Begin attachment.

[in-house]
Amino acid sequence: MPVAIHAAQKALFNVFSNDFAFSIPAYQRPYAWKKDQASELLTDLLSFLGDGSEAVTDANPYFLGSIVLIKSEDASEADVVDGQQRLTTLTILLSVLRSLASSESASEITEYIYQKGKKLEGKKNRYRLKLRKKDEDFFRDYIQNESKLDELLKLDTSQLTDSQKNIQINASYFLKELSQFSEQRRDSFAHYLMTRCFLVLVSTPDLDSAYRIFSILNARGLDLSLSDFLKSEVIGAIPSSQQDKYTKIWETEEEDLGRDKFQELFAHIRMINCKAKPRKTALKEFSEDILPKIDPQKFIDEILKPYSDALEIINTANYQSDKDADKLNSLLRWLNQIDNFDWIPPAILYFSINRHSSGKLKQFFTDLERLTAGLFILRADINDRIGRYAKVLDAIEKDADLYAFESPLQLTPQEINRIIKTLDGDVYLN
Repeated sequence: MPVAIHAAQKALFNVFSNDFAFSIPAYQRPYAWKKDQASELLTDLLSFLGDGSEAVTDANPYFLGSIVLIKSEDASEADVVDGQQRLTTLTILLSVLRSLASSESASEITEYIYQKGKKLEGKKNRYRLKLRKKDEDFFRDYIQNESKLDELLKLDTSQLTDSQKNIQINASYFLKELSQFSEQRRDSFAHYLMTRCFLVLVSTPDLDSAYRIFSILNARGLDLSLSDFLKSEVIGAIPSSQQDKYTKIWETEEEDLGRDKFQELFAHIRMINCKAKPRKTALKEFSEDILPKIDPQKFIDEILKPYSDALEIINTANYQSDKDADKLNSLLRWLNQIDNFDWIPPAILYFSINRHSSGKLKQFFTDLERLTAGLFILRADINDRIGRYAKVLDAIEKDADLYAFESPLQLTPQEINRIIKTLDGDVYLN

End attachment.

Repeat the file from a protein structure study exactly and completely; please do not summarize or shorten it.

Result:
[in-house]
Amino acid sequence: MPVAIHAAQKALFNVFSNDFAFSIPAYQRPYAWKKDQASELLTDLLSFLGDGSEAVTDANPYFLGSIVLIKSEDASEADVVDGQQRLTTLTILLSVLRSLASSESASEITEYIYQKGKKLEGKKNRYRLKLRKKDEDFFRDYIQNESKLDELLKLDTSQLTDSQKNIQINASYFLKELSQFSEQRRDSFAHYLMTRCFLVLVSTPDLDSAYRIFSILNARGLDLSLSDFLKSEVIGAIPSSQQDKYTKIWETEEEDLGRDKFQELFAHIRMINCKAKPRKTALKEFSEDILPKIDPQKFIDEILKPYSDALEIINTANYQSDKDADKLNSLLRWLNQIDNFDWIPPAILYFSINRHSSGKLKQFFTDLERLTAGLFILRADINDRIGRYAKVLDAIEKDADLYAFESPLQLTPQEINRIIKTLDGDVYLN
Repeated sequence: MPVAIHAAQKALFNVFSNDFAFSIPAYQRPYAWKKDQASELLTDLLSFLGDGSEAVTDANPYFLGSIVLIKSEDASEADVVDGQQRLTTLTILLSVLRSLASSESASEITEYIYQKGKKLEGKKNRYRLKLRKKDEDFFRDYIQNESKLDELLKLDTSQLTDSQKNIQINASYFLKELSQFSEQRRDSFAHYLMTRCFLVLVSTPDLDSAYRIFSILNARGLDLSLSDFLKSEVIGAIPSSQQDKYTKIWETEEEDLGRDKFQELFAHIRMINCKAKPRKTALKEFSEDILPKIDPQKFIDEILKPYSDALEIINTANYQSDKDADKLNSLLRWLNQIDNFDWIPPAILYFSINRHSSGKLKQFFTDLERLTAGLFILRADINDRIGRYAKVLDAIEKDADLYAFESPLQLTPQEINRIIKTLDGDVYLN